November 17, 2001

Al Qaeda Should Be Tried Before the World


CAMBRIDGE, Mass. -- On Tuesday President Bush signed an executive order allowing the government to try accused terrorists before military commissions rather than in federal court. No matter how tempting or expedient, trials by military commission will prove disastrous to the war against terrorism, to the Constitution and to the rule of law.

The administration favors such trials because they will allow sensitive evidence to be presented in secret. The rules governing the conduct of military commissions would be drawn up by the Pentagon, without regard to the safeguards and guarantees provided by the Constitution. And because they are likely to be held abroad, the trials would present no domestic security risk and would undoubtedly elicit less coverage from the American media.

But if the public relations war is as important as the military war, as our allies and the administration insist, such trials would give the enemy a victory of enormous proportions. President Mohammad Khatami of Iran denounced the Sept. 11 attacks, but said he needed evidence that Osama bin Laden was responsible. Presenting evidence in secret will convince no one and will only fortify Mr. bin Laden's propaganda. And military executions of convicted terrorists after such trials will create a new generation of martyrs.

Imagine how this looks to the rest of the world: Timothy McVeigh killed 168 of his fellow citizens. Yet he was entitled to all the constitutional protections and safeguards of a federal criminal trial held in the United States, in public. Now, when the defendants are foreigners, most likely Muslims, the administration of justice is left to an ad hoc military commission acting in secret.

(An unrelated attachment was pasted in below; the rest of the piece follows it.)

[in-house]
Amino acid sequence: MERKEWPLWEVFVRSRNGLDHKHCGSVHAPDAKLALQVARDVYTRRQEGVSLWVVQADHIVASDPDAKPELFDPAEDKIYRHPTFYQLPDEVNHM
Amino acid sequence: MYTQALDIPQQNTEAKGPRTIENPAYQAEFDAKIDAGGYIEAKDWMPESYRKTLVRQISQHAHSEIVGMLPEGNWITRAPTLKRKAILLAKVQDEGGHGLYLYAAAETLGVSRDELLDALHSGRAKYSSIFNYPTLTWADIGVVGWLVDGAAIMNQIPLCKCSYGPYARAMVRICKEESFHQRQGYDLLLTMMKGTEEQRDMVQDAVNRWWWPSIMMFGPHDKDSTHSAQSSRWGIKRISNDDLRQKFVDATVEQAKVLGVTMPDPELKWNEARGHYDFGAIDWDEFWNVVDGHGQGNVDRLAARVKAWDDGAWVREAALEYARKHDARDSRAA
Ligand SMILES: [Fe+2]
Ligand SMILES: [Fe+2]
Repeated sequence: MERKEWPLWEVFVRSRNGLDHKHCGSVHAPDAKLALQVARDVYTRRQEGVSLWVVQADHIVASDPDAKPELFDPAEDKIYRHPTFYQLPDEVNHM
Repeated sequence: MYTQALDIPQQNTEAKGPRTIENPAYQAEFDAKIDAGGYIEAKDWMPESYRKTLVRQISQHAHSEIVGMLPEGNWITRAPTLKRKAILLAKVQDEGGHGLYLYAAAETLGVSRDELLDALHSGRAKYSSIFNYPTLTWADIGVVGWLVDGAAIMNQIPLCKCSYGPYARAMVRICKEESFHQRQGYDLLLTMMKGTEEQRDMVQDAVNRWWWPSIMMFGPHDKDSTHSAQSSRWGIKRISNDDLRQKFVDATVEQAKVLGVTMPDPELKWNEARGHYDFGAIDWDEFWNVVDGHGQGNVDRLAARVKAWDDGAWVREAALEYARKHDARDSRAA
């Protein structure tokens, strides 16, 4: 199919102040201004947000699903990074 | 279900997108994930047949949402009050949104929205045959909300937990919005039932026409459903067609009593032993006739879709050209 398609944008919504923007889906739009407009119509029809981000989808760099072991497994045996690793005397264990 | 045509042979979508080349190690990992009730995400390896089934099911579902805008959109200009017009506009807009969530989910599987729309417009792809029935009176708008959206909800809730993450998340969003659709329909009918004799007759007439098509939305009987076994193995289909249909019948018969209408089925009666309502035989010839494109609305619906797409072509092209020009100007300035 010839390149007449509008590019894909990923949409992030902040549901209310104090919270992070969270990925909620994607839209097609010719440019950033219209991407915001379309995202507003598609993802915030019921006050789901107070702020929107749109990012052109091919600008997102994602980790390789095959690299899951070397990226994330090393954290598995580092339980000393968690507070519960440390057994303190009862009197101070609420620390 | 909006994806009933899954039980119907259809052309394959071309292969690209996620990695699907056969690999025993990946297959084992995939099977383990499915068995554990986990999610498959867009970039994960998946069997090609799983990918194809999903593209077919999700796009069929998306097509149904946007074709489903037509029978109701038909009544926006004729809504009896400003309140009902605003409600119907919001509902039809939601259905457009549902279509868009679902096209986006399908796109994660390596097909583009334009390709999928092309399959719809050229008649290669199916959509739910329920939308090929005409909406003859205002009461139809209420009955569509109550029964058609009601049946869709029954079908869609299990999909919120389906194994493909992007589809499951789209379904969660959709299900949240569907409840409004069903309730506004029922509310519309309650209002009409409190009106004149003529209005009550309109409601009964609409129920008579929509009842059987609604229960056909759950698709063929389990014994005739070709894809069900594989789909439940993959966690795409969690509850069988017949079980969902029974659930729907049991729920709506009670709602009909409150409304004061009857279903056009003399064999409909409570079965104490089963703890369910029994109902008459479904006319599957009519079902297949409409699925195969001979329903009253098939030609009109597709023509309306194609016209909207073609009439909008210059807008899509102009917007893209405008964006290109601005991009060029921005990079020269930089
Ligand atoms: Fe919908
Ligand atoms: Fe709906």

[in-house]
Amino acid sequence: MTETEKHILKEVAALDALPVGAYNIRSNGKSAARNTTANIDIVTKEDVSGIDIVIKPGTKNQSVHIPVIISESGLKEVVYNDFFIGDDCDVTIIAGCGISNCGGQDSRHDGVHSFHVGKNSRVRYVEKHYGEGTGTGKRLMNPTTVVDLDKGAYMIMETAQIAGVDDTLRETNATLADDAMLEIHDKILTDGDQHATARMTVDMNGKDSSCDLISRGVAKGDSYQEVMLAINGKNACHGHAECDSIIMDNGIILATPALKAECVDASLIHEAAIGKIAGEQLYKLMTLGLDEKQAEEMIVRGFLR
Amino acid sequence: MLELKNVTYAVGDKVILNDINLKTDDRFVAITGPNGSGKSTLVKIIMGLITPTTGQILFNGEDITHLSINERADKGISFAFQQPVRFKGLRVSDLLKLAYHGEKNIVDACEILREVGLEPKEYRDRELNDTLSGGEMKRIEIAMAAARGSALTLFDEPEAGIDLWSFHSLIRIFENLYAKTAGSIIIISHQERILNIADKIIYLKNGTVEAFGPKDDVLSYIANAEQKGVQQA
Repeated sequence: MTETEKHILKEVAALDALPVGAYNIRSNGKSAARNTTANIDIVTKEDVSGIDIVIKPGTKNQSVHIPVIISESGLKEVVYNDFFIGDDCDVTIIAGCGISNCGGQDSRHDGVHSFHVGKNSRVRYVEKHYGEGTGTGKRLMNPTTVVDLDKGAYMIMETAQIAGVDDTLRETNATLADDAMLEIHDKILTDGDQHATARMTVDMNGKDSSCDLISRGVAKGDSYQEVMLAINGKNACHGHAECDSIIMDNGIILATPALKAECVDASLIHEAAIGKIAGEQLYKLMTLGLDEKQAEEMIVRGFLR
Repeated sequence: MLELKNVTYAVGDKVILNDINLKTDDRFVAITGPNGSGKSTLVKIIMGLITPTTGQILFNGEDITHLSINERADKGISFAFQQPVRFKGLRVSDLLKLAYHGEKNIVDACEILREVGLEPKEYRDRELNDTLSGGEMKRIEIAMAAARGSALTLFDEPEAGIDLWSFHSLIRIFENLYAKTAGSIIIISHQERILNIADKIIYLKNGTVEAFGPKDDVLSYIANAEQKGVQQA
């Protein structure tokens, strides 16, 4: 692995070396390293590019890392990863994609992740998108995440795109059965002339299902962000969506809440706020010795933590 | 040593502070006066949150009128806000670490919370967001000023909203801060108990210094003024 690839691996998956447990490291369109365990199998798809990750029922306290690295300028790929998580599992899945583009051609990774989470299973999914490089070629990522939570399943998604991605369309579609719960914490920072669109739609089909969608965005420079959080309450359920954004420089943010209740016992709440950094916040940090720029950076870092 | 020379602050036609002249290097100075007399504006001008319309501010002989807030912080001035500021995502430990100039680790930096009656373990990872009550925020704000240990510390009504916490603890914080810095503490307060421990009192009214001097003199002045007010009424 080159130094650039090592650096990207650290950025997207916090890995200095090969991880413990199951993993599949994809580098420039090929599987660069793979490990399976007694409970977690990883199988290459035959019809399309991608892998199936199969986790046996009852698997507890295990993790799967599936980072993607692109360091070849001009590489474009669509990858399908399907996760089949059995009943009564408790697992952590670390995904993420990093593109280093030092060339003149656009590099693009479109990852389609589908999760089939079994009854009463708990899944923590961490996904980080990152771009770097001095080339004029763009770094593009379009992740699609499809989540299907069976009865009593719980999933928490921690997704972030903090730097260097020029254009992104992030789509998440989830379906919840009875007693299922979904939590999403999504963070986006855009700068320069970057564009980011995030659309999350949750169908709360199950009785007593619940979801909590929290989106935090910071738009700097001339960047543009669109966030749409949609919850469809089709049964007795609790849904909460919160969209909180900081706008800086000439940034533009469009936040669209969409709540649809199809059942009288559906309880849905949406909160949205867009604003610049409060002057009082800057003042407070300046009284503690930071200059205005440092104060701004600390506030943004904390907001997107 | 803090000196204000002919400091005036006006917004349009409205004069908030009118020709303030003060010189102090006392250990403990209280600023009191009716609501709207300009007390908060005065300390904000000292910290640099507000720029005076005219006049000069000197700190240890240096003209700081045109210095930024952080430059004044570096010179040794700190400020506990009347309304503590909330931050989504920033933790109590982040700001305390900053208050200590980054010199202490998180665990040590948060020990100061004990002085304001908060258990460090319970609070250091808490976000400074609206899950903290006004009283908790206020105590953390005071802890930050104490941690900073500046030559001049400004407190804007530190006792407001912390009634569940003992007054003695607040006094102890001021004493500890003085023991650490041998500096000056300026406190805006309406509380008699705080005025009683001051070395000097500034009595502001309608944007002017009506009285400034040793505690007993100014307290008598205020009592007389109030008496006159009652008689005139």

In a legal sense, too, such trials will hand the terrorists an important symbolic victory. Although the United States will claim that they are "nonprivileged combatants" that is, soldiers who have violated the laws of war it would still be acknowledging them as combatants rather than common criminals. The trials will thus dignify terrorists as soldiers in Islam's war against America. This is exactly the wrong message to send. Al Qaeda members are international outlaws, like pirates, slave traders or torturers.

At a deeper level, such trials challenge our identity as a people. Military commissions have been used rarely in the past, principally to try spies caught behind enemy lines. Now we are proposing them as a long-term mechanism to achieve one of our principal war aims finding and trying terrorists. But we are also, according to President Bush, fighting for the values embodied in our Constitution, against an enemy that would destroy our way of life. How then can we violate those values in the process?

If we must depart from constitutional practices, then the United States should prosecute accused terrorists before an international tribunal. The United Nations war crimes tribunal for the former Yugoslavia, for example, tries cases before a panel of three judges, not a jury. It has developed numerous procedures for presenting key evidence in secret and protecting the identities of crucial witnesses. And when Slobodan Milosevic attempted to exploit the process and grandstand for a television audience, the chief judge shut him down. In addition, it would be easier politically for countries like Pakistan, Egypt or Jordan to extradite defendants to an international tribunal than to a secret court run by the United States military.

The difference between military commissions and an international tribunal is the sanction and legitimacy of the global community. An international tribunal would demonstrate the depth of international solidarity against terrorism.

Today we have the opportunity to devise common procedures among nations around the world, far beyond the West. President Bush has said repeatedly that we must bring terrorists to justice. Trial by military commission is not justice at least not justice as we understand it and preach it to the world. Justice is on our side. We should not forsake it.

Anne-Marie Slaughter is professor of international law at Harvard Law School.

Copyright 2001 The New York Times Company